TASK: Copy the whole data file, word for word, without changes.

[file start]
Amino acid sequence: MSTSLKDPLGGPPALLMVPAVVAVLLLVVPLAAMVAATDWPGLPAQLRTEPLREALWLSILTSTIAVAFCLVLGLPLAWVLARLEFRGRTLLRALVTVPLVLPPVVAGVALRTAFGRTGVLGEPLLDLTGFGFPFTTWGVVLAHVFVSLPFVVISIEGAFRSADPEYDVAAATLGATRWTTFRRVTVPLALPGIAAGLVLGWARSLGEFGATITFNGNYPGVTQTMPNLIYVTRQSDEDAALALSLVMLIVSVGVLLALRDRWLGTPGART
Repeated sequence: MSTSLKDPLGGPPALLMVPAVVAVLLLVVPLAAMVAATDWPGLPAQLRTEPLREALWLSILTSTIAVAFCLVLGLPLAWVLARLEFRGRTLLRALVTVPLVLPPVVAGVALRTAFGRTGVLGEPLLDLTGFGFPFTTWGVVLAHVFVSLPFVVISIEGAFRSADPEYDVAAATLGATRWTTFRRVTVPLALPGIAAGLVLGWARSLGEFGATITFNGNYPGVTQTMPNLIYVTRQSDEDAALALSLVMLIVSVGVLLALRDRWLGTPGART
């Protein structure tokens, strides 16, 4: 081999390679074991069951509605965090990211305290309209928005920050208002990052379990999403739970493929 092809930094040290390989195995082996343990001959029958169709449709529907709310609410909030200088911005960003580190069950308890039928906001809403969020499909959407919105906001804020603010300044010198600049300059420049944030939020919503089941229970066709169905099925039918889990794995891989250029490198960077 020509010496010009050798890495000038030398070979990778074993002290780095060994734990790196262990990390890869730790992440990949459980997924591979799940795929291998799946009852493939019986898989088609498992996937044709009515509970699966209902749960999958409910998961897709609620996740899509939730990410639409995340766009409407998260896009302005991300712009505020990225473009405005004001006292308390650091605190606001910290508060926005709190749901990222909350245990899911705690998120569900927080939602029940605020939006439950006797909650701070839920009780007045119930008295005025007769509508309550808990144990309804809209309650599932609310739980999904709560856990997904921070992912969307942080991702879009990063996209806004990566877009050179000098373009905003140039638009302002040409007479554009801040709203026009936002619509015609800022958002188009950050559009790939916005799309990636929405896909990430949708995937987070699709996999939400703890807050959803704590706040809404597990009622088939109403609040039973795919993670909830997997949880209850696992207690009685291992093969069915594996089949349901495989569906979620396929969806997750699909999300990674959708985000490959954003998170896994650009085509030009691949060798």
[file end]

Amino acid sequence: MSTSLKDPLGGPPALLMVPAVVAVLLLVVPLAAMVAATDWPGLPAQLRTEPLREALWLSILTSTIAVAFCLVLGLPLAWVLARLEFRGRTLLRALVTVPLVLPPVVAGVALRTAFGRTGVLGEPLLDLTGFGFPFTTWGVVLAHVFVSLPFVVISIEGAFRSADPEYDVAAATLGATRWTTFRRVTVPLALPGIAAGLVLGWARSLGEFGATITFNGNYPGVTQTMPNLIYVTRQSDEDAALALSLVMLIVSVGVLLALRDRWLGTPGART
Repeated sequence: MSTSLKDPLGGPPALLMVPAVVAVLLLVVPLAAMVAATDWPGLPAQLRTEPLREALWLSILTSTIAVAFCLVLGLPLAWVLARLEFRGRTLLRALVTVPLVLPPVVAGVALRTAFGRTGVLGEPLLDLTGFGFPFTTWGVVLAHVFVSLPFVVISIEGAFRSADPEYDVAAATLGATRWTTFRRVTVPLALPGIAAGLVLGWARSLGEFGATITFNGNYPGVTQTMPNLIYVTRQSDEDAALALSLVMLIVSVGVLLALRDRWLGTPGART
């Protein structure tokens, strides 16, 4: 081999390679074991069951509605965090990211305290309209928005920050208002990052379990999403739970493929 092809930094040290390989195995082996343990001959029958169709449709529907709310609410909030200088911005960003580190069950308890039928906001809403969020499909959407919105906001804020603010300044010198600049300059420049944030939020919503089941229970066709169905099925039918889990794995891989250029490198960077 020509010496010009050798890495000038030398070979990778074993002290780095060994734990790196262990990390890869730790992440990949459980997924591979799940795929291998799946009852493939019986898989088609498992996937044709009515509970699966209902749960999958409910998961897709609620996740899509939730990410639409995340766009409407998260896009302005991300712009505020990225473009405005004001006292308390650091605190606001910290508060926005709190749901990222909350245990899911705690998120569900927080939602029940605020939006439950006797909650701070839920009780007045119930008295005025007769509508309550808990144990309804809209309650599932609310739980999904709560856990997904921070992912969307942080991702879009990063996209806004990566877009050179000098373009905003140039638009302002040409007479554009801040709203026009936002619509015609800022958002188009950050559009790939916005799309990636929405896909990430949708995937987070699709996999939400703890807050959803704590706040809404597990009622088939109403609040039973795919993670909830997997949880209850696992207690009685291992093969069915594996089949349901495989569906979620396929969806997750699909999300990674959708985000490959954003998170896994650009085509030009691949060798």